# Mutation Testing: Testing Technique with a Simple Example

Sci-Fi fans: Don’t get your hopes up. This isn’t that kind of mutation we are talking about :)

What is Mutation Testing?

Mutation testing is a fault-based testing technique where variations of a software program are subjected to the test dataset. This is done to determine the effectiveness of the test set in isolating the deviations.

It sounds a little complicated, isn’t it?

Let’s learn from an example

Say, there is a hospital site that lets new users register. It reads the Date of birth or age of the patient. If it is greater than 14, assigns a general physician as their main doctor.  To do so, it invokes the ‘general physician’ function that finds the available doctor.

Now, there might be other functionality. Maybe, patients below 13 get assigned to a pediatrician and so on. But we will only take the age-over-14 case.

This is what the code might look like:

2) If age>14

3) Doctor= General Physician()

4) End if

Please note that the above lines of code are not specific to any programming language and won’t run. It is just hypothetical.

As a tester, if my data-set is 14, 15, 0, 13 – some random numbers.

The target is to check if the data-set of the 4 values (14, 15, 0, and 3) is adequate to identify all possible problems with this code.

Also read => Tips to design test data before executing your test cases

### How does Mutation Testing achieve this?

First and foremost, you create mutants- variations of the program. A mutant is nothing but a program that is written as a deviation. It contains a self-seeded fault.

Examples are:

• Arithmetic operator replacement
• Logical connector replacement
• Statement removal
• Relational operator replacement
• Absolute value insertion, etc.

These replacements are also called ‘Mutation Operators.’

Let me show you examples:

Mutant #1: Relational operator replacement

2) If age<14 ‘Changing the > with <’

3) Doctor= General Physician()

4) End if

Mutant #2:

2) If age=14 ‘Changing the > with =’

3) Doctor= General Physician()

4) End if

Mutant #3:

2) If age>=14 ‘Changing the > with >=’

3) Doctor= General Physician()

4) End if

Mutant #4:

2) If age<=14 ‘Changing the > with <=’

3) Doctor= General Physician()

4) End if

Mutant #5: Statement Removal

2) If age=14

3) ‘remove the doctor assignment statement’

4) End if

Mutant #6: Absolute Value Insertion

2) If age>14

3) Doctor= Mr.X (Absolute value insertion- let’s say X is a pediatrician)

4) End if

Mutant #7: Incorrect syntax

2) If age%%14 (incorrect syntax)

3) Doctor=General Physician()

4) End if

Mutant #8: Does the same thing as the original test

2) If age> 14 & age>14 ‘means the same thing as age>14’

3) Doctor= General Physician()

4) End if

Once, all the mutants are created. They are subjected to the test data-set. Our set is 14, 15, 0 and 13. Which of these mutants will our data-set find?

Find out in the below table:

(Click on image for an enlarged view)

As you can see our data value 14 finds failures when it runs against, Mutant 2, 3 and 4. Or, 14 kills mutants 2, 3 & 4. But, it is ineffective against, 1, 6 and 8.

If your data-set kills all mutants, it is effective. Otherwise, include more or better test data. It is not necessary for the each value in the data-set to kill all mutants. But together, they should kill all. For example: 14 kills 2, 3 and 4. 15 kills 1, 2 and 4. And, so on.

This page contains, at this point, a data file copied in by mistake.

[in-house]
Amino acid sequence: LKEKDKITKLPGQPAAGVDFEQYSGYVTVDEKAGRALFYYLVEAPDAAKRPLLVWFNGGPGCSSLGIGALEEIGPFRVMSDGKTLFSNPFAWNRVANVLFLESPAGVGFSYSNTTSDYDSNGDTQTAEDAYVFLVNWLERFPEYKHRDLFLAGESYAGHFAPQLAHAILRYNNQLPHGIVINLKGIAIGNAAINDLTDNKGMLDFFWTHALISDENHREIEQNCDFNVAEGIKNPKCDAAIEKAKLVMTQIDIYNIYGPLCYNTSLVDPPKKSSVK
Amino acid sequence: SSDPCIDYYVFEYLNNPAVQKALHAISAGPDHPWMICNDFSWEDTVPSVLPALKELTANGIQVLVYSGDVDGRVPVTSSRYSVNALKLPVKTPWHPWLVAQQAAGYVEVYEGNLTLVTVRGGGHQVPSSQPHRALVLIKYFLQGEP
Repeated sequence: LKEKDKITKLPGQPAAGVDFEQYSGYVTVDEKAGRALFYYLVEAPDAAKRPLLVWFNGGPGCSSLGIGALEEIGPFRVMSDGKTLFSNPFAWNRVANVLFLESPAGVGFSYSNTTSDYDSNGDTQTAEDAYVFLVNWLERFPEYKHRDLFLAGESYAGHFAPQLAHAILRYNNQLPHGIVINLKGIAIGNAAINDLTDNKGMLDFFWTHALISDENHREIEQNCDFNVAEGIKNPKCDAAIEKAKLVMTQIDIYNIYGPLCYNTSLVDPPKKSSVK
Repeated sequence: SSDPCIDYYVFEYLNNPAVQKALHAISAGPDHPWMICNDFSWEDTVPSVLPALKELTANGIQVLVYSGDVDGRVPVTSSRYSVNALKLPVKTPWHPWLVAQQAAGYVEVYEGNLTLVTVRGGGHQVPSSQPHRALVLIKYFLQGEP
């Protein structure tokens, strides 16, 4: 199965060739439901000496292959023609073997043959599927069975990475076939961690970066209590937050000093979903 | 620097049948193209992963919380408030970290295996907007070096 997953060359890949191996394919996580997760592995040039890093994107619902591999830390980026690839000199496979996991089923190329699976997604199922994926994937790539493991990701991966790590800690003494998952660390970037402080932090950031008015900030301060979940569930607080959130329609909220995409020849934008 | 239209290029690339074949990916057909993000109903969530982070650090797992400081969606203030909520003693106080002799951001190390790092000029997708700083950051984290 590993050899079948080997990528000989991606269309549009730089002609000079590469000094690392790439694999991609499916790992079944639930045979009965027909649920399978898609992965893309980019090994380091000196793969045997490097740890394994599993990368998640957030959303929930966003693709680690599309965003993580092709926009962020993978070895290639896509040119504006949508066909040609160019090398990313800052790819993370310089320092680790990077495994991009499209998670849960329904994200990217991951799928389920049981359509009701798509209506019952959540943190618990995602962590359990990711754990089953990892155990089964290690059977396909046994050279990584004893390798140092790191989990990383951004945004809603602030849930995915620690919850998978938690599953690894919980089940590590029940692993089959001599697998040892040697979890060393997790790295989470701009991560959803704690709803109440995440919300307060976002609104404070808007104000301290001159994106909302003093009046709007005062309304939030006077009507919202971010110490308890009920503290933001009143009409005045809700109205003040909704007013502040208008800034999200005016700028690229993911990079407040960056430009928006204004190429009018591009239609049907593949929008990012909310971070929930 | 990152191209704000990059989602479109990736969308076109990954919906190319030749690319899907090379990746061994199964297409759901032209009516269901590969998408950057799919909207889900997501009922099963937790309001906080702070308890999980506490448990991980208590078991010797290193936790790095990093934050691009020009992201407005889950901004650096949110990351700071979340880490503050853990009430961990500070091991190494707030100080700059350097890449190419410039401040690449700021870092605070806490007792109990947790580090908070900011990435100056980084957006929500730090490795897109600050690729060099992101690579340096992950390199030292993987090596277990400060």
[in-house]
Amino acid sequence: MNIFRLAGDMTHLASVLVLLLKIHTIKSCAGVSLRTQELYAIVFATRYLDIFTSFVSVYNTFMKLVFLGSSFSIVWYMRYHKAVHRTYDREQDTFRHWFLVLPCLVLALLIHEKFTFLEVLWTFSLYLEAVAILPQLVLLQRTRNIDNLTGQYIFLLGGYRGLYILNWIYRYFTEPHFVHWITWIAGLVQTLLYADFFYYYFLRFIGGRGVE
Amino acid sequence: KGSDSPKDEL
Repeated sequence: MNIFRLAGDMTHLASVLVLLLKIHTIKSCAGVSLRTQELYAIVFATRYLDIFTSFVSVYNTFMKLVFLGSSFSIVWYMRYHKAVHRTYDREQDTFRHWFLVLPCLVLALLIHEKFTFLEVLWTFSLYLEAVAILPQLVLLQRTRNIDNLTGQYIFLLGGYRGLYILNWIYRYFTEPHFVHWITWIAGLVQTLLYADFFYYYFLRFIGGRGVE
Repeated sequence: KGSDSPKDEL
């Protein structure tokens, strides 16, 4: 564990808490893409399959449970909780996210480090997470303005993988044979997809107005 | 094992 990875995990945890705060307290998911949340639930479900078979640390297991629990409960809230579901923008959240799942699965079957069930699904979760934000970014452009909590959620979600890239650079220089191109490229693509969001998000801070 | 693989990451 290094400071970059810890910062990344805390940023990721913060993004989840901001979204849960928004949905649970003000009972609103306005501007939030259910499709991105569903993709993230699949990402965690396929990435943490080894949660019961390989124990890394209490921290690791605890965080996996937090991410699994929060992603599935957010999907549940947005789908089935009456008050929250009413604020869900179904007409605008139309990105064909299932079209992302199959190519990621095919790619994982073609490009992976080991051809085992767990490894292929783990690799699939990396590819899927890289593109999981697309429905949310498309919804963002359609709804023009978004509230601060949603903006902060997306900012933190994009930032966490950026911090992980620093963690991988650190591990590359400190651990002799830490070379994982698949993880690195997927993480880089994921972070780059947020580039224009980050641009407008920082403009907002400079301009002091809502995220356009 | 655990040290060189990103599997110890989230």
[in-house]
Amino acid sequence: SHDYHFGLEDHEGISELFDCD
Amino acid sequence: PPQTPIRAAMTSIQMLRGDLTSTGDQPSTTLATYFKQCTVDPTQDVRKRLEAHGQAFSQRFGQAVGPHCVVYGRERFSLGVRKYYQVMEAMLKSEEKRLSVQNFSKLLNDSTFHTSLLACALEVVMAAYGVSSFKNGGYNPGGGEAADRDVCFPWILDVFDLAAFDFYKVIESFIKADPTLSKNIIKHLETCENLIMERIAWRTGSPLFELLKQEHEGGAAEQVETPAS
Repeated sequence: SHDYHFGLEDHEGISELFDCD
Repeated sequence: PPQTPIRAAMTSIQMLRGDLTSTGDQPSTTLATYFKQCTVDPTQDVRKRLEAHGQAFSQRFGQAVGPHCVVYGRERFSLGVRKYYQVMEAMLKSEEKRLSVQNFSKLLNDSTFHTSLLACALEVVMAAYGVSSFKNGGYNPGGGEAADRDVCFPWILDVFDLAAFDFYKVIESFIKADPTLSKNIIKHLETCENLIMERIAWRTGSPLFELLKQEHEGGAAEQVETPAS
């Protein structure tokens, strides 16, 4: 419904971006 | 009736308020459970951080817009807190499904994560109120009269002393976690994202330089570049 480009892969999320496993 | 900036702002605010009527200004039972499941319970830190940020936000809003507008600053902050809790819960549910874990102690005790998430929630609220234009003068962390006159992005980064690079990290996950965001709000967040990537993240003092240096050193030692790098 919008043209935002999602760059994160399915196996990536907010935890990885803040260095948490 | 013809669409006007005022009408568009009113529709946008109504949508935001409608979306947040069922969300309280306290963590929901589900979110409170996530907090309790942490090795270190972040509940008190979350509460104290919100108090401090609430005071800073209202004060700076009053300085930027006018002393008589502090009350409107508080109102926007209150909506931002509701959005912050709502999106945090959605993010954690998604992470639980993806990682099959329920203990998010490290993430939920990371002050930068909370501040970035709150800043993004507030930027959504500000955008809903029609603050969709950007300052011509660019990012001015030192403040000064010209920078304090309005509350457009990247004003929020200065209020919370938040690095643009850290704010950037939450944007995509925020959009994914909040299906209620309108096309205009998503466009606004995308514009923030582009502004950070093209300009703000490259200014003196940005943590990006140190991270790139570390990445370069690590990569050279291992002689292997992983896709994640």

What about 5, 7, and 8?

Mutant #5 – is the program instance that will fail irrespective of any data value you give. This is because it will not do any programming for both valid and invalid values.

Mutant #7 will be a compile error. Or in the case of a scripting language an error that will prevent execution.

Mutant #8 is the same thing as the main program.

As you can see, the above mutants are not useful at all.

Therefore, mutants to avoid are:

• Syntactically incorrect/‘Still-Born’ mutants. : You need syntactically correct mutants ONLY. Example: Mutant 7
• Equivalent Mutants: The ones that do the exact same thing as the original program. Example: Mutant 8.
• Trivial Mutant: Can be killed by any data-set. Example: Mutant 5

### Points to note:

• The number of mutants, even for a small program, can be many. It is a finite number, but still very large. Due to this, a subset of mutants is usually used. It is common to choose the mutants randomly.
• The mutation operators listed above is not an exhaustive list. There can be many other variations. I have oversimplified the concept for easy understanding.
• The mutation operators also differ with programming languages, design, and specifications of the application.
• If there are some mutants alive at the end of the test. It means either it is an invalid mutant (like 5, 7 and 8) or the data-set was inadequate. If it is the later one, go back and change it.
• Mutation Test is a structural, white-box and unit testing method. It uses fault-injection or fault-seeding to generate its mutants.
• There are many unit testing frameworks and tools that aid for automatic mutation testing. Some of them are:
• Jester for JUnit.
• Pester for Python
• MuClipse for eclipse, etc.

Are you thinking, if it takes this much effort, what is going to happen when I have to test large samples of code?

Mutation testing relies on two things:

• Competent Programmer Assumption: If a programmer is competent enough to write and test a small piece of code, he will be good at writing larger programs too.
• Coupling effect Assumption: If 2 units are combined to form a program and each one is good in itself, then the combination is going to be good too.

So, it focuses on the smallest unit of code and places its faith in the programmer’s skill to scale mutation testing to larger programs.

### In conclusion:

I hope you have enjoyed reading and learning about an interesting testing technique- Mutation Testing.